While I enjoy making my own cleaning supplies, I know it’s not for everyone, even when much of it is as simple as baking soda and vinegar. Maybe you like the scents of other cleansers or maybe you just can’t quite believe they’re effective enough.
But that doesn’t mean you can’t go green with your cleaning supplies.
There are a number of greener cleansers out there. Clorox may have a name for itself as the producer of some really nasty, toxic chemicals, but if you can get past that they have their Green Works line of products. You can get these locally at Home Depot and other stores. I’ve tried them, and they work fine.
If you’re buying products, do at least consider buying concentrated versions that you have to water down before use. This will at least cut down on the packaging and weight of shipping. It also saves you quite a bit of money. One of the Green Works products I bought, an all-purpose cleanser, can be diluted to 1:24 a bit and is still effective.
There are other products you can buy as well, such as the old, reliable Simple Green. I used that one for a long time before starting to make my own products.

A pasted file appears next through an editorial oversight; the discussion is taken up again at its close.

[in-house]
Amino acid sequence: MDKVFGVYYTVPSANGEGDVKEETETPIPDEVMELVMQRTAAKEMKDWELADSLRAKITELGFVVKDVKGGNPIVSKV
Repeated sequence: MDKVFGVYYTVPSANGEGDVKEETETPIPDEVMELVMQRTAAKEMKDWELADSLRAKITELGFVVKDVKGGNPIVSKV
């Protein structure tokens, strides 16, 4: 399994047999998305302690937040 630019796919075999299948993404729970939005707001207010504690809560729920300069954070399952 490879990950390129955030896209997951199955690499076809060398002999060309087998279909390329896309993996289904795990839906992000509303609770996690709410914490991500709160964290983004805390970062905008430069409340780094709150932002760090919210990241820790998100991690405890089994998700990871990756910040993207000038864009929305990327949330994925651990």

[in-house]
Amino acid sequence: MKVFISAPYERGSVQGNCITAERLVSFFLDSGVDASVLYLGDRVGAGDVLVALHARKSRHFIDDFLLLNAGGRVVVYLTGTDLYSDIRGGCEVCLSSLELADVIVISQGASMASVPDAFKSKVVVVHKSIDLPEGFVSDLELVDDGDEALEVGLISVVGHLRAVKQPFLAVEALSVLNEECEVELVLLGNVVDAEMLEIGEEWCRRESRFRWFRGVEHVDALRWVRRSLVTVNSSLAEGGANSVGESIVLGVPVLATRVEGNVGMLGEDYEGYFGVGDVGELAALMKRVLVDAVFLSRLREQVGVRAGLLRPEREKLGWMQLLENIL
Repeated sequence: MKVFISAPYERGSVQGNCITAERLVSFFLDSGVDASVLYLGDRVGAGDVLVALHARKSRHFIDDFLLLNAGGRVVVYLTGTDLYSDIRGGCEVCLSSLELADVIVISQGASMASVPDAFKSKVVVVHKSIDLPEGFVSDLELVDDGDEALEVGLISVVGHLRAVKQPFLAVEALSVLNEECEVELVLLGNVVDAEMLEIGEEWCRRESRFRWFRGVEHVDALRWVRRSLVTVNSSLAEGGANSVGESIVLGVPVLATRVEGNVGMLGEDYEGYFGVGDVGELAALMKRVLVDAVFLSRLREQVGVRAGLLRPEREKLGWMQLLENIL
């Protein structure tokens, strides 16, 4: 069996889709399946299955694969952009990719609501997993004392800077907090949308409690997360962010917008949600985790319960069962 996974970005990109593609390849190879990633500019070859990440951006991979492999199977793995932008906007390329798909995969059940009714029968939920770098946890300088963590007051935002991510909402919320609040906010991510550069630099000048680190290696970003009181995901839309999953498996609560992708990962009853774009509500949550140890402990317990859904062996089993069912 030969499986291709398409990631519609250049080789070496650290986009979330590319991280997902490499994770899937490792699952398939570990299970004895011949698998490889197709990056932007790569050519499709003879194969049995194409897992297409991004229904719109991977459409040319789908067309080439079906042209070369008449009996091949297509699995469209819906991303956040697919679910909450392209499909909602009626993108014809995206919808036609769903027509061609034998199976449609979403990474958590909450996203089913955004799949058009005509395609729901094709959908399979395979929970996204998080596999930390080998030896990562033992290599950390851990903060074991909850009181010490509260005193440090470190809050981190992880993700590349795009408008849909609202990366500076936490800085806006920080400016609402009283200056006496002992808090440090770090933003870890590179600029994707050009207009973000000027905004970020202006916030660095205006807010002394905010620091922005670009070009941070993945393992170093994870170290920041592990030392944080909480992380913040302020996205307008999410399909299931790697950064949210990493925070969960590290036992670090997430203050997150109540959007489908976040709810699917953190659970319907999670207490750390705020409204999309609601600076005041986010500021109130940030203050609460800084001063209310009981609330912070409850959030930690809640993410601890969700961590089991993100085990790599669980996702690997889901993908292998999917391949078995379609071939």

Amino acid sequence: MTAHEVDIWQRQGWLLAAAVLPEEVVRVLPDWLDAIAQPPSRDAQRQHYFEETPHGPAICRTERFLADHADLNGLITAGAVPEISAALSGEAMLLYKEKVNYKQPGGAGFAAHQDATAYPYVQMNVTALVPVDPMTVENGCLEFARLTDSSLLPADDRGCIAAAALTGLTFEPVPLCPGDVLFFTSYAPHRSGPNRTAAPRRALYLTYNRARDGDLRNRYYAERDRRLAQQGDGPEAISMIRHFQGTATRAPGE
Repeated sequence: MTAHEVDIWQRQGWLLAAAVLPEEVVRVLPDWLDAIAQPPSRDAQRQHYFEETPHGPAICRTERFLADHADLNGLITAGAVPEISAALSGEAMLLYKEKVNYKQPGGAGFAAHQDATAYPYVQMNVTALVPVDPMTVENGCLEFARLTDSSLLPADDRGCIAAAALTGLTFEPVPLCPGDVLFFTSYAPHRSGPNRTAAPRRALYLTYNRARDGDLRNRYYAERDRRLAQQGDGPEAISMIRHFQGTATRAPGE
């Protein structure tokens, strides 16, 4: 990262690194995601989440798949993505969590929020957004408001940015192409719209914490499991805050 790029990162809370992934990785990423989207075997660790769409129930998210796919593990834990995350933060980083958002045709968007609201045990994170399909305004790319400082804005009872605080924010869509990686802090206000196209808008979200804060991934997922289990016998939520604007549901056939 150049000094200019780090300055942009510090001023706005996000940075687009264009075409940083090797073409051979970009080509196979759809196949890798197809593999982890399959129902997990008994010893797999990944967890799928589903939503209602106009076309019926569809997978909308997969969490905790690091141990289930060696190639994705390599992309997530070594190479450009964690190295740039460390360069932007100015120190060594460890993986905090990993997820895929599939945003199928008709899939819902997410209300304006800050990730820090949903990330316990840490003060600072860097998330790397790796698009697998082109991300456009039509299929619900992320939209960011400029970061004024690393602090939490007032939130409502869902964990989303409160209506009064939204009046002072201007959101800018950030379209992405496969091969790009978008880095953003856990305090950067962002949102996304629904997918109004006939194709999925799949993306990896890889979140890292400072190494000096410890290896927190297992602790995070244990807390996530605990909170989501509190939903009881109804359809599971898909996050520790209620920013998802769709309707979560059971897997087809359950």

When in doubt, look at the labels.
The very first thing I don’t want in a product is for it to be antibacterial. These can leave residues, encouraging resistant bacteria to grow, and don’t do any better a job of cleaning. With the residue left, it may even be doing worse. Just remember that a good soap allows you to wipe those germs right off the counter. Keep your cleaning cloths clean and you won’t be spreading too many germs about.
Besides, a few germs around are good for the immune system. It’s the excess that is far more likely to make you or your family ill.
In addition, look for warning and danger labels. Right off the bat either of these tells you that your cleanser has something toxic in it. You’ll probably want to wear gloves when using such products, or better yet, find an alternative that’s less toxic.
Caution labels are on many products. It’s on my Green Works bottle, for example, because it’s a potential eye irritant. Eyes are very easy to irritate.
I prefer to avoid ammonia, bleach, hydrochloric acid, chlorine, petroleum products and many other ingredients commonly found in cleaning products. I’m also not big on added fragrances, unless it’s an essential oil such as I add when I use vinegar so my husband doesn’t complain about the scent.
A simple rule is that if you can recognize the source of the ingredients in your cleaning product, it’s probably safer. Not always, as nature can come up with some really nasty toxins.
Just remember you don’t need products with special agents to make them foam up, or really harsh chemicals to get the job done. A bit of elbow grease and a natural product can do the job just as well. You won’t have to worry about what you’re sending down the pipes or in the trash if you pick your products more carefully.